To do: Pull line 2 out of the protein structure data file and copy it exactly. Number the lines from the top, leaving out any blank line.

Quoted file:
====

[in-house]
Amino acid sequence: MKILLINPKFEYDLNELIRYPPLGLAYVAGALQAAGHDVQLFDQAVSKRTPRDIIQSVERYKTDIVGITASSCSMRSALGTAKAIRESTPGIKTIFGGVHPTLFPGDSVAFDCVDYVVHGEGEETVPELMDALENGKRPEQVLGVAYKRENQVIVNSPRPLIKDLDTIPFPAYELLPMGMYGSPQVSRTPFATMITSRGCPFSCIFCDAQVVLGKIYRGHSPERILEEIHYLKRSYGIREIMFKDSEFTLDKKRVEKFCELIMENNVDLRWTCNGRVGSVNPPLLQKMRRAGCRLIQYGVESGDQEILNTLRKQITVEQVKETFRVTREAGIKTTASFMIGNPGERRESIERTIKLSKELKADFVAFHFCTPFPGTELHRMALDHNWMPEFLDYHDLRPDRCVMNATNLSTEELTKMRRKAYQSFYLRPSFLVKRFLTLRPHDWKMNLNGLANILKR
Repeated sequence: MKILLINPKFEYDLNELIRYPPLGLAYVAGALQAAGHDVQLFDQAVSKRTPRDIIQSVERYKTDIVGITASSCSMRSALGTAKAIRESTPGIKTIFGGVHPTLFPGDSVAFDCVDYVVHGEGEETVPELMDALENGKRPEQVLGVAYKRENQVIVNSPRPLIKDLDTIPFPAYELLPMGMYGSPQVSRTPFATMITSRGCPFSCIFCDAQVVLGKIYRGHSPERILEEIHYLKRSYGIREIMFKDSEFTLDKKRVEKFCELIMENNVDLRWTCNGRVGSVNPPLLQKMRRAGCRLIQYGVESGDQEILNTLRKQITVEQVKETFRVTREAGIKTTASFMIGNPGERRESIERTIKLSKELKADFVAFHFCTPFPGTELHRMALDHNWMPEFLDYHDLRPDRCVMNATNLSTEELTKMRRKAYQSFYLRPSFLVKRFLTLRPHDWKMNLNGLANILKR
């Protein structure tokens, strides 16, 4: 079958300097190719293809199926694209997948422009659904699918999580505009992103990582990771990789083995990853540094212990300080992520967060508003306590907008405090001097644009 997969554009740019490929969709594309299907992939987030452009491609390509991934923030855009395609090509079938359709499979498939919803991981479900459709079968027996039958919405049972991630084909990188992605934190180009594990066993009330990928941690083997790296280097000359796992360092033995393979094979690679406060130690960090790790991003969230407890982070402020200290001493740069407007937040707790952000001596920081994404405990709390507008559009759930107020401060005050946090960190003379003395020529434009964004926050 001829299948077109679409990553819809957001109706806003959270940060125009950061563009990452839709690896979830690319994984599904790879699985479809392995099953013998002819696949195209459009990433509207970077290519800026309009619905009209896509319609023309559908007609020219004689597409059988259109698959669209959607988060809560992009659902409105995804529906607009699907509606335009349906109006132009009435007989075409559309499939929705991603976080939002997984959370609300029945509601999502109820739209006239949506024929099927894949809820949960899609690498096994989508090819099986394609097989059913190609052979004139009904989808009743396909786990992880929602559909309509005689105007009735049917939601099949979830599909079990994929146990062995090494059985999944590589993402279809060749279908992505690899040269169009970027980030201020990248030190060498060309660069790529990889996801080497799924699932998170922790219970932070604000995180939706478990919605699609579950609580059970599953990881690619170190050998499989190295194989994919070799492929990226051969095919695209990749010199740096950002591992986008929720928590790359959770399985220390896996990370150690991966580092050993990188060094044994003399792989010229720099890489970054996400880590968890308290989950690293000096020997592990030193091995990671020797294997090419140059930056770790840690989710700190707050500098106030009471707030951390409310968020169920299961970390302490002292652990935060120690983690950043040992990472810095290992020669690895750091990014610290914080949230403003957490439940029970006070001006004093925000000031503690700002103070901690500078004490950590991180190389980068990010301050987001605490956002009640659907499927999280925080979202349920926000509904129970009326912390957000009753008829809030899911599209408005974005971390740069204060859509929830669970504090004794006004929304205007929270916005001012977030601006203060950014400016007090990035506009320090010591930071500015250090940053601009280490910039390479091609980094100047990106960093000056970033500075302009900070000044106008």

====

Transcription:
Amino acid sequence: MKILLINPKFEYDLNELIRYPPLGLAYVAGALQAAGHDVQLFDQAVSKRTPRDIIQSVERYKTDIVGITASSCSMRSALGTAKAIRESTPGIKTIFGGVHPTLFPGDSVAFDCVDYVVHGEGEETVPELMDALENGKRPEQVLGVAYKRENQVIVNSPRPLIKDLDTIPFPAYELLPMGMYGSPQVSRTPFATMITSRGCPFSCIFCDAQVVLGKIYRGHSPERILEEIHYLKRSYGIREIMFKDSEFTLDKKRVEKFCELIMENNVDLRWTCNGRVGSVNPPLLQKMRRAGCRLIQYGVESGDQEILNTLRKQITVEQVKETFRVTREAGIKTTASFMIGNPGERRESIERTIKLSKELKADFVAFHFCTPFPGTELHRMALDHNWMPEFLDYHDLRPDRCVMNATNLSTEELTKMRRKAYQSFYLRPSFLVKRFLTLRPHDWKMNLNGLANILKR